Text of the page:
MIEN1 promoter ablation provides novel evidence for colorectal cancer genome editing-based therapeutics.




Ranade, Payal


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Purpose: Colorectal cancer (CRC) is one of the leading causes of cancer associated mortalities worldwide. It starts with hyperproliferation of epithelial cells forming a polyp & leads to stages 3 & 4 which are associated with acquisition of metastasis. Chemotherapy majorly focuses on attenuating symptoms with no promising cure. Hence, studying the underlying mechanism of CRC progression & identifying novel therapeutic targets is critical for early diagnosis & treatment.

The process of metastasis involves a complex interplay of signaling pathways, where various proteins play crucial roles. One such important protein that aids the process of migration is Migration & Invasion ENhancer 1 (MIEN1). In CRC, MIEN1 expression is predominantly upregulated in cancerous tissue in comparison to normal colorectal tissue, which is closely associated with invasive behavior. But the exact mechanism involved in the process of metastasis is yet unexplored.

Methods: It is established that MIEN1 overexpression is a result of 17q12 chromosomal amplification, & such dysregulated expression is linked to the trans-regulation of its minimal promoter region. Therefore, we aim to investigate the effect of MIEN1 promoter ablation on CRC migration properties. CRISPR-Cas9 gene editing technology was used for deleting MIEN1 promoter region in the CRC cell line HT29. RNA seq & bioinformatics tools were employed to assess the transcriptomic consequences of genome-editing. Several DEGs discerned by RNA seq analysis were involved in different biological processes & molecular pathways such as cell adhesion, migration, invasion, & angiogenesis. Out of these the genes vital to CRC biogenesis were evaluated at both RNA & protein levels.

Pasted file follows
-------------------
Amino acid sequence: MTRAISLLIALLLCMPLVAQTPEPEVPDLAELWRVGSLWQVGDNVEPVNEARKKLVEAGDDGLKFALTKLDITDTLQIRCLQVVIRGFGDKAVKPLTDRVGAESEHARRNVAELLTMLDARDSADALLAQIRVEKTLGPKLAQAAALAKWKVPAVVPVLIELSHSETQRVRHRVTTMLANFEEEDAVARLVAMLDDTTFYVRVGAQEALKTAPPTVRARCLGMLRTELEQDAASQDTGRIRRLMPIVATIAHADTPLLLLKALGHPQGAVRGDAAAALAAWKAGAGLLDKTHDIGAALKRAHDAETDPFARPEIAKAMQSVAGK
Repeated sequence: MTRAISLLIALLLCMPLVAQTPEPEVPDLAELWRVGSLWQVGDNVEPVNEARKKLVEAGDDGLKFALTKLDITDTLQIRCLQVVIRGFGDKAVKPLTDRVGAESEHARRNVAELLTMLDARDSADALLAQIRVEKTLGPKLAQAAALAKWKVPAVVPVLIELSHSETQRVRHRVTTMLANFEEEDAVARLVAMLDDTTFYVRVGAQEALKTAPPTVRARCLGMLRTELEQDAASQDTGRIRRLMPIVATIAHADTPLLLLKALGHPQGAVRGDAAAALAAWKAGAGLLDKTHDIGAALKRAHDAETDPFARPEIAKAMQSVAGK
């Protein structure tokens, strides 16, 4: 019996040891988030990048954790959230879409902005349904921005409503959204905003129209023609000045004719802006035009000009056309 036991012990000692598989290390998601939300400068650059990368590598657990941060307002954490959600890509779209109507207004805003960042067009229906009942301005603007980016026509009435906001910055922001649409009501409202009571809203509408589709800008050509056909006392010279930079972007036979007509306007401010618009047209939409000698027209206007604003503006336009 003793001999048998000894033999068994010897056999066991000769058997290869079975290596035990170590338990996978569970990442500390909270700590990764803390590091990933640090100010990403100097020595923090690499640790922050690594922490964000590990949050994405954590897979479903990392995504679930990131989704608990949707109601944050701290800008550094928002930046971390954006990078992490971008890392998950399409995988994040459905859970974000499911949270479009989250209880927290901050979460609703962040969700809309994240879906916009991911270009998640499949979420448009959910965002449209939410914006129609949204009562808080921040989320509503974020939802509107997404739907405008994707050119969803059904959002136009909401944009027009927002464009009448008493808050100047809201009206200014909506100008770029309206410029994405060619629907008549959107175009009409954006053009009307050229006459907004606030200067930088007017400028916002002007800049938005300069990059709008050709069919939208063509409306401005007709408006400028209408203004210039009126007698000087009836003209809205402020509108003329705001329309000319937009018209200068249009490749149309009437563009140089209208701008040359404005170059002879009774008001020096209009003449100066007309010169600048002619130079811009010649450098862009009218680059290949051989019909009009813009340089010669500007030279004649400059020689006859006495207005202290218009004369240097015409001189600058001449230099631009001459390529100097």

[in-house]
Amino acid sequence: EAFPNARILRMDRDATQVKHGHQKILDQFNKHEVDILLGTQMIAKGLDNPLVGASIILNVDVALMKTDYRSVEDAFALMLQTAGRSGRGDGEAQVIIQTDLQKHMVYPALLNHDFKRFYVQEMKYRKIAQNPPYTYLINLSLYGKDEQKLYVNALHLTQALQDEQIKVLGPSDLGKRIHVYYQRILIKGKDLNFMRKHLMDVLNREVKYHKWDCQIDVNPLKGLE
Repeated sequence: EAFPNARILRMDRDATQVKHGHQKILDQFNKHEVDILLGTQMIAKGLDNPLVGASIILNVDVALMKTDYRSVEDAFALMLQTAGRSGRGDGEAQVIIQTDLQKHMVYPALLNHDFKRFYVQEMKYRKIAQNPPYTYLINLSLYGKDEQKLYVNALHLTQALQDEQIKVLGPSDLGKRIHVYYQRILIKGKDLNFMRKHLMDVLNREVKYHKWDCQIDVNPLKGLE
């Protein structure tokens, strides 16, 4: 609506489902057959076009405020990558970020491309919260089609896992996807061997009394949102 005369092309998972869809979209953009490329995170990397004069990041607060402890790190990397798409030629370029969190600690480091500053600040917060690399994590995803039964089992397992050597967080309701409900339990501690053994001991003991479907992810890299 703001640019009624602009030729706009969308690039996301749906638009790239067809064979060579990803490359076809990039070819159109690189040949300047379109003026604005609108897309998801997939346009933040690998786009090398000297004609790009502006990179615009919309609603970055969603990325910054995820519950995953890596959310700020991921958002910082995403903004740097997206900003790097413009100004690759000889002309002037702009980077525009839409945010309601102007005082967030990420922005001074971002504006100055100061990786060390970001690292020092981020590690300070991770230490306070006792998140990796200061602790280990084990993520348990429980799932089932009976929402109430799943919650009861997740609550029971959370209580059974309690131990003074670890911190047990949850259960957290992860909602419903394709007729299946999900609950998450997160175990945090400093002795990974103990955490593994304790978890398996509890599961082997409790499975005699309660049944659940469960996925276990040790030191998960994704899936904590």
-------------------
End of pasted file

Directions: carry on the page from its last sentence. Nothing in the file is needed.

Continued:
Results: We analyzed the effect of MIEN1 knock-out on CRC metastatic potential using functional assays such as wound healing, Matrigel invasion, hanging drop cell – cell adhesion, & found that migration potential of HT29 cells was significantly reduced in absence of MIEN1 protein. We also successfully demonstrated that MIEN1 deletion disrupts the cytoskeletal rearrangement by affecting F-actin reorganization using phalloidin staining. Confocal staining of different proteins participating in actin cytoskeleton rearrangement such as paxillin, FAK, MIEN1 gave us an insight about the role of MIEN1 in mediating phosphorylation of FAK at different phosphorylation sites such as Tyr 397 & 925. Immunoblotting analysis of an array of proteins further confirmed the role of MIEN1 in actin cytoskeleton dynamics.

Conclusion: MIEN1 is an important metastatic protein that is specifically overexpressed in cancerous cells. Taken together, our results prove that MIEN1 is involved in different signaling pathways responsible for CRC migration & its deletion leads to perturbation of several biological processes especially the actin cytoskeleton rearrangement, involved in metastasis. Hence, targeting MIEN1 would be a potentially effective therapeutic strategy for CRC patients.